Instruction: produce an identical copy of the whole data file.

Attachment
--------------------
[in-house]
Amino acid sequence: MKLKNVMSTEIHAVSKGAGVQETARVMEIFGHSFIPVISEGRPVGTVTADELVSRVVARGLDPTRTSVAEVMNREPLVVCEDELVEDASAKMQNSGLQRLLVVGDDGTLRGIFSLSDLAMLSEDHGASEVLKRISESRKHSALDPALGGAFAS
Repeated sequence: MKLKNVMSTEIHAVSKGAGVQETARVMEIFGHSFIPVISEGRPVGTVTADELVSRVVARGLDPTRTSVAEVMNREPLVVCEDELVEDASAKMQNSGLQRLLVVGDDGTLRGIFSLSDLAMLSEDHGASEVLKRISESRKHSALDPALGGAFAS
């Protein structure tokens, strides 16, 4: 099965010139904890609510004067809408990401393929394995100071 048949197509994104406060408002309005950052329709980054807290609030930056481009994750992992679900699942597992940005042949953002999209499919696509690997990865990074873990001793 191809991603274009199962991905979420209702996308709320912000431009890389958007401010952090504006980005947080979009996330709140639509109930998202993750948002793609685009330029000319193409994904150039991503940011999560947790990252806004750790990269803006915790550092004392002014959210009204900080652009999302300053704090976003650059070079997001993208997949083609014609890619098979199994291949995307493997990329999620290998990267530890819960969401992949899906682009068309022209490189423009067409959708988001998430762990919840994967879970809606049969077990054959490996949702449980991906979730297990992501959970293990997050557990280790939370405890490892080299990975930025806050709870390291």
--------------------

[in-house]
Amino acid sequence: MKLKNVMSTEIHAVSKGAGVQETARVMEIFGHSFIPVISEGRPVGTVTADELVSRVVARGLDPTRTSVAEVMNREPLVVCEDELVEDASAKMQNSGLQRLLVVGDDGTLRGIFSLSDLAMLSEDHGASEVLKRISESRKHSALDPALGGAFAS
Repeated sequence: MKLKNVMSTEIHAVSKGAGVQETARVMEIFGHSFIPVISEGRPVGTVTADELVSRVVARGLDPTRTSVAEVMNREPLVVCEDELVEDASAKMQNSGLQRLLVVGDDGTLRGIFSLSDLAMLSEDHGASEVLKRISESRKHSALDPALGGAFAS
């Protein structure tokens, strides 16, 4: 099965010139904890609510004067809408990401393929394995100071 048949197509994104406060408002309005950052329709980054807290609030930056481009994750992992679900699942597992940005042949953002999209499919696509690997990865990074873990001793 191809991603274009199962991905979420209702996308709320912000431009890389958007401010952090504006980005947080979009996330709140639509109930998202993750948002793609685009330029000319193409994904150039991503940011999560947790990252806004750790990269803006915790550092004392002014959210009204900080652009999302300053704090976003650059070079997001993208997949083609014609890619098979199994291949995307493997990329999620290998990267530890819960969401992949899906682009068309022209490189423009067409959708988001998430762990919840994967879970809606049969077990054959490996949702449980991906979730297990992501959970293990997050557990280790939370405890490892080299990975930025806050709870390291």